Tropical Depression Imelda made landfall in Southeast Texas Sept. 17. The rain fell and fell and fell some more. More than most people anticipated it would. And as it fell, the water rose higher and higher.
When it first started creeping in the house, Sonia, the single woman who lives in this small Beaumont home, began moving her belongings into the attic. Shortly after, she hoisted herself up there. There she stayed, riding out the storm.
Sonia’s been there ever since with the exception of a few trips to Houston for work. 58 days. 1,392 hours. 83,520 excruciating minutes. Surrounded by her stuff, hovering over a home she couldn’t live in.
Until now. TBM volunteer teams first removed the damaged flooring and sheetrock in the days after the floodwaters receded. Now they’re back to install sheetrock, giving her something extra to be thankful for this Thanksgiving – a safe home as well as gift cards for a Thanksgiving dinner.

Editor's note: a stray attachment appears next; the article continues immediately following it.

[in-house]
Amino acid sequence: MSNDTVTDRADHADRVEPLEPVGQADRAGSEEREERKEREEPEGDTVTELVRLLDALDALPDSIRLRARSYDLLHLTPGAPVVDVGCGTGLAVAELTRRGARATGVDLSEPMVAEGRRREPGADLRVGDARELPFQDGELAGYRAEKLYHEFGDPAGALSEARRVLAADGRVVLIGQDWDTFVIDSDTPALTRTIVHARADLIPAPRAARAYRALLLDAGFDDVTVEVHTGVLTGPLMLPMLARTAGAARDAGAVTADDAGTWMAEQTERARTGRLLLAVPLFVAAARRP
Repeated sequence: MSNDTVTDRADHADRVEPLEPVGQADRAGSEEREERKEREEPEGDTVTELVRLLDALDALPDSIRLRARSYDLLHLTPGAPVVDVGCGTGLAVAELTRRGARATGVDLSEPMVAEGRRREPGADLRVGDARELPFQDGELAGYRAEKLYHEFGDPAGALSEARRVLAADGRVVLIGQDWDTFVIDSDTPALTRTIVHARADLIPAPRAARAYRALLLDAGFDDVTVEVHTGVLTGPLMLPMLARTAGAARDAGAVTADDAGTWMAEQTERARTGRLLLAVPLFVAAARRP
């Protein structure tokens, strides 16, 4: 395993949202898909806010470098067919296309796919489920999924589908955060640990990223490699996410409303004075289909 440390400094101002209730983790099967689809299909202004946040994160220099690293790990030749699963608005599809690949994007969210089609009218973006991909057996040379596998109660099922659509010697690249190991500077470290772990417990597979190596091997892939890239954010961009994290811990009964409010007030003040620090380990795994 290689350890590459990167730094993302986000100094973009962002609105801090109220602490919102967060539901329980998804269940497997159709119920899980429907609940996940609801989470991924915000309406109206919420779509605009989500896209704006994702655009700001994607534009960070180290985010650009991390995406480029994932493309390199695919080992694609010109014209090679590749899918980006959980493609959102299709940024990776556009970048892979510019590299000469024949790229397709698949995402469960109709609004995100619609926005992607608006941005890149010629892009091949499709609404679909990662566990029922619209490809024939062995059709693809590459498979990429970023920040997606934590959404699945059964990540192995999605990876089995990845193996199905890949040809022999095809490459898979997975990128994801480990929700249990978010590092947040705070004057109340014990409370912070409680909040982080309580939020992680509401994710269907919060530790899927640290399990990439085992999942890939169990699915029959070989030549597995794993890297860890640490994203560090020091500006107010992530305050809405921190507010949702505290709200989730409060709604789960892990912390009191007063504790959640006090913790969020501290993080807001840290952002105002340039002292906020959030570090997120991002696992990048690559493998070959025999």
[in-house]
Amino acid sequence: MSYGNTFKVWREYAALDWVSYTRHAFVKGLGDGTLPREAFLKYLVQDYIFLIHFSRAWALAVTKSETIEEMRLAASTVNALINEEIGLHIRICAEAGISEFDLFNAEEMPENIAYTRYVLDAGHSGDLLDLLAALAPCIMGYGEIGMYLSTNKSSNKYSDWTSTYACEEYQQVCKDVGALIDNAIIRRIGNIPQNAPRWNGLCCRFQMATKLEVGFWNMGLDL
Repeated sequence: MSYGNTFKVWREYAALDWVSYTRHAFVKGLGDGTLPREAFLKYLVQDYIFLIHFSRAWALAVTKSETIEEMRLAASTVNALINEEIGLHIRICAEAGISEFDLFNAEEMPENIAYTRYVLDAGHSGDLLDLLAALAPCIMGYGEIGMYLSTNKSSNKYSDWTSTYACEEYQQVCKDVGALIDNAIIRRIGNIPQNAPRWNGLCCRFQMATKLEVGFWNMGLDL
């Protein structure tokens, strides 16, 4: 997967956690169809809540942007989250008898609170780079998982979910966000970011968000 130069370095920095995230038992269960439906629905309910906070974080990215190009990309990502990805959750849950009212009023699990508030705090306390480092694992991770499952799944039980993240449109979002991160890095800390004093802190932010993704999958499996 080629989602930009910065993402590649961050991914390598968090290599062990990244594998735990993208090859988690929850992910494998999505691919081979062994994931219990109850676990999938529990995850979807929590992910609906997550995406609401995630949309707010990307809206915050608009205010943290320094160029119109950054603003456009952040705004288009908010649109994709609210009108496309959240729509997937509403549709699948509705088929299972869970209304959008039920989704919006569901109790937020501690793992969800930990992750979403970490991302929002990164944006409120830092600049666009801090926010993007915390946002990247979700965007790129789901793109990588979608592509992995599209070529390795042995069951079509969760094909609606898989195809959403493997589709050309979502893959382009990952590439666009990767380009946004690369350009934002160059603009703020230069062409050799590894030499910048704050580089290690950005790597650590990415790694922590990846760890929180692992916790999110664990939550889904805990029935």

In two days, TBM transformed her home from unlivable to secure, empowering the resident to take another step in the recovery process. Along the way, volunteers bonded with her, taking her out to dinner and giving her a ride to visit her ailing father in the hospital.
The effort is part of a nearly two-week blitz by TBM Rebuild to help put homes and lives back together again that are still affected by Imelda. Spread across Beaumont, TBM lifted spirits as they lifted sheetrock.
“In many ways, what we’re seeing is a picture of what help, hope and healing through the gospel of Jesus Christ does,” said David Wells, who leads TBM Rebuild. “We are broken people, but God carefully makes us whole through a relationship with Him. As we work in these houses, we’re ministering to residents. We’re praying with them. We’re encouraging them. God cares deeply about them.”
About 50 volunteers from churches across the state are working during the rebuild effort, a growing part of TBM Disaster Relief ministries. The initiative allows larger church groups to respond to significant and long-term needs after disasters.
“The recovery process is much longer than most people realize,” Wells said. “Particularly after a large-scale disaster, people can continue struggling for months if not years. By walking and working alongside hurting people, we are helping them practically, emotionally and spiritually on that journey.”